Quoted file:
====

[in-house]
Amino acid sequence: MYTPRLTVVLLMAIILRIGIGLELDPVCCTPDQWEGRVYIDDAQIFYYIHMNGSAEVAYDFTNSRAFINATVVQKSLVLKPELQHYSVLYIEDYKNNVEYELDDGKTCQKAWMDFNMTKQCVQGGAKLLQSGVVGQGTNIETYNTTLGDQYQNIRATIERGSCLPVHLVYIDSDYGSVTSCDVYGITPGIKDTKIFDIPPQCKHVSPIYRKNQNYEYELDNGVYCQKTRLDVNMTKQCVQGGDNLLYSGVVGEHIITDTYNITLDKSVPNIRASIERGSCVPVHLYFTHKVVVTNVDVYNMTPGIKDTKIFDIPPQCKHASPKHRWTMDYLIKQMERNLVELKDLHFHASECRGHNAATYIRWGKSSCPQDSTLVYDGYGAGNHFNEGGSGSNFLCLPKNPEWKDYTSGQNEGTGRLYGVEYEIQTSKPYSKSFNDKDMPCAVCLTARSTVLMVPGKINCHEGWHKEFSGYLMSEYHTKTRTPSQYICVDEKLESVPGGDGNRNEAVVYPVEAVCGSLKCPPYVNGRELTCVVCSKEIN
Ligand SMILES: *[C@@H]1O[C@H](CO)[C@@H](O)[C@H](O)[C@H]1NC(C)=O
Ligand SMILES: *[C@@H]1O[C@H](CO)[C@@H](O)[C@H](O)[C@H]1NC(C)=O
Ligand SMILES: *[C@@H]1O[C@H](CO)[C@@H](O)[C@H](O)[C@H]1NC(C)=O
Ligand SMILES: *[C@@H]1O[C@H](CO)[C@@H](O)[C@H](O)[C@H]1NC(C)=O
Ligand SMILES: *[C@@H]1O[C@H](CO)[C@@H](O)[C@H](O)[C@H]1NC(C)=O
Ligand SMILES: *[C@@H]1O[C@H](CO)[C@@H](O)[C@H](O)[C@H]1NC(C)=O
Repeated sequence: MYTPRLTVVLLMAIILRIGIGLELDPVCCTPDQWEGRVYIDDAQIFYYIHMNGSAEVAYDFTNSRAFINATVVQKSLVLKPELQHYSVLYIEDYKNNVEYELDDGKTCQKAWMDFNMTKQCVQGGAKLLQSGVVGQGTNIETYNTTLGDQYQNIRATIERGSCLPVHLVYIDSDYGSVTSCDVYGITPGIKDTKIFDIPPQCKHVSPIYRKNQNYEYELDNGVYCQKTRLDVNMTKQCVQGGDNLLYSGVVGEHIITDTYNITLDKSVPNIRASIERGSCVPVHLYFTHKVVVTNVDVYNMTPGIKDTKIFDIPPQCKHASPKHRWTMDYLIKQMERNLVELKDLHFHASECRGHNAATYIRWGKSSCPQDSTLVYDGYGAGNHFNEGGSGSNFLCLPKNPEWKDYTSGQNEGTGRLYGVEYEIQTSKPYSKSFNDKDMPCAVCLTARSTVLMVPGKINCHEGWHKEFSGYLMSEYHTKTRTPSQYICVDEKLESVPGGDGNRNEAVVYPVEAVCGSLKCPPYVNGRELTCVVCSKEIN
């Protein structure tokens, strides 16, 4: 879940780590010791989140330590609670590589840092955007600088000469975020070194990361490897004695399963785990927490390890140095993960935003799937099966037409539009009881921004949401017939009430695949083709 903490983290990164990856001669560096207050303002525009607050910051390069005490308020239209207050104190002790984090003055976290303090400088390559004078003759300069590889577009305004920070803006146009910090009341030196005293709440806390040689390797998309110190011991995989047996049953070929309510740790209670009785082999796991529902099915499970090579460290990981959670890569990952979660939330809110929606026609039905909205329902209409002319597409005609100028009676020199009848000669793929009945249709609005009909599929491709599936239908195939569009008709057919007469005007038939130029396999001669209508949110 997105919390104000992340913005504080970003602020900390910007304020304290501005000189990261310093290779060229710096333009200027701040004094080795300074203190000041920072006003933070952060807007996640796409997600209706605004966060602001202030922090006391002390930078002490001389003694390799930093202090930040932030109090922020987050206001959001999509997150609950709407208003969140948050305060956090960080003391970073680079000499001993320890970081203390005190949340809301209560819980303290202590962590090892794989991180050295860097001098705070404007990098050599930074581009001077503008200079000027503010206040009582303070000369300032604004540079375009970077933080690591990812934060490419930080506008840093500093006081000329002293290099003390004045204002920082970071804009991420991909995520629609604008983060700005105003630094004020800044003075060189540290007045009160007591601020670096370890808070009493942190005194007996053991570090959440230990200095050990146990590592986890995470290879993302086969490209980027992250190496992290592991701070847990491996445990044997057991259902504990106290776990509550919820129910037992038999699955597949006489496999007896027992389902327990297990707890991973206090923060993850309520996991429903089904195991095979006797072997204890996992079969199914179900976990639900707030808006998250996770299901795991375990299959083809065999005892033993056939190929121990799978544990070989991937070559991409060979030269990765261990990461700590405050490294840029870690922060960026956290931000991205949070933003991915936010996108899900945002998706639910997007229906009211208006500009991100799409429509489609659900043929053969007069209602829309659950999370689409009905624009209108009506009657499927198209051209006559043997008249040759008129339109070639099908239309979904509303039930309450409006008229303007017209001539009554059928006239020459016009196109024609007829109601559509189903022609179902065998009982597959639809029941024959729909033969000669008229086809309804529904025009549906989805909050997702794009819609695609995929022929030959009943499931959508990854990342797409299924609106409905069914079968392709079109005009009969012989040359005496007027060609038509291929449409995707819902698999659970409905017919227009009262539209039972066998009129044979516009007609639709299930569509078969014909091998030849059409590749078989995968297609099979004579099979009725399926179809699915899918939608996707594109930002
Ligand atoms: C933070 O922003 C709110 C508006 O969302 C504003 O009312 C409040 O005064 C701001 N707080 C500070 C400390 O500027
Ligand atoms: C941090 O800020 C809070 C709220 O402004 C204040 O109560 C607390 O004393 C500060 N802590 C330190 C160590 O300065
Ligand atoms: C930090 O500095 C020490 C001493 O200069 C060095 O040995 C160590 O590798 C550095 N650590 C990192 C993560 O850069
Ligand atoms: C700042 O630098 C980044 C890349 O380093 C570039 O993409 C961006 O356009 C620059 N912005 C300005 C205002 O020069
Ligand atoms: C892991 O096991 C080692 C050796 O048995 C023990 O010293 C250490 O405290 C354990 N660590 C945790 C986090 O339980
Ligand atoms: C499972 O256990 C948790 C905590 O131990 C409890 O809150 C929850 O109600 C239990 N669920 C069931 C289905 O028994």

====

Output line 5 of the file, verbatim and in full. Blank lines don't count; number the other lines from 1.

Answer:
Ligand SMILES: *[C@@H]1O[C@H](CO)[C@@H](O)[C@H](O)[C@H]1NC(C)=O